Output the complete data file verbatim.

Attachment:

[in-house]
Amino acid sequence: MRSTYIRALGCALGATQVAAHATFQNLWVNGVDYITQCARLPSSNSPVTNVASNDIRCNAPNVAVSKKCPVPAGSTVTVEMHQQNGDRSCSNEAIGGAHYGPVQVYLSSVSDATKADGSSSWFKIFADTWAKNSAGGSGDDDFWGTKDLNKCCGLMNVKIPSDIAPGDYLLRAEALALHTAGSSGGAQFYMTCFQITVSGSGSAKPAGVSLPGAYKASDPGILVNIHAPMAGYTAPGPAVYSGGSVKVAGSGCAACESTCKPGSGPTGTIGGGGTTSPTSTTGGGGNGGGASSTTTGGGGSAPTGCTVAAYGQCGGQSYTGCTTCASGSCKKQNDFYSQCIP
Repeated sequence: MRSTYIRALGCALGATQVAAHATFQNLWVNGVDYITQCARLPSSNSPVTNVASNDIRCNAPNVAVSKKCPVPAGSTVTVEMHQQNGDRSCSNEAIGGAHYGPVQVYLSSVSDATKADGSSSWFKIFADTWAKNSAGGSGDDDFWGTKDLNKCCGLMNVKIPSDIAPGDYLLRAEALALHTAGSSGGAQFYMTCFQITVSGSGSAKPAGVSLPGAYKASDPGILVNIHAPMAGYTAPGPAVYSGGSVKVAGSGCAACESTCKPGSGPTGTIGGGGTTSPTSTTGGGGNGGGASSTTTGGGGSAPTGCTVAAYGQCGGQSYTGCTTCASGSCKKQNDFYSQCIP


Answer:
[in-house]
Amino acid sequence: MRSTYIRALGCALGATQVAAHATFQNLWVNGVDYITQCARLPSSNSPVTNVASNDIRCNAPNVAVSKKCPVPAGSTVTVEMHQQNGDRSCSNEAIGGAHYGPVQVYLSSVSDATKADGSSSWFKIFADTWAKNSAGGSGDDDFWGTKDLNKCCGLMNVKIPSDIAPGDYLLRAEALALHTAGSSGGAQFYMTCFQITVSGSGSAKPAGVSLPGAYKASDPGILVNIHAPMAGYTAPGPAVYSGGSVKVAGSGCAACESTCKPGSGPTGTIGGGGTTSPTSTTGGGGNGGGASSTTTGGGGSAPTGCTVAAYGQCGGQSYTGCTTCASGSCKKQNDFYSQCIP
Repeated sequence: MRSTYIRALGCALGATQVAAHATFQNLWVNGVDYITQCARLPSSNSPVTNVASNDIRCNAPNVAVSKKCPVPAGSTVTVEMHQQNGDRSCSNEAIGGAHYGPVQVYLSSVSDATKADGSSSWFKIFADTWAKNSAGGSGDDDFWGTKDLNKCCGLMNVKIPSDIAPGDYLLRAEALALHTAGSSGGAQFYMTCFQITVSGSGSAKPAGVSLPGAYKASDPGILVNIHAPMAGYTAPGPAVYSGGSVKVAGSGCAACESTCKPGSGPTGTIGGGGTTSPTSTTGGGGNGGGASSTTTGGGGSAPTGCTVAAYGQCGGQSYTGCTTCASGSCKKQNDFYSQCIP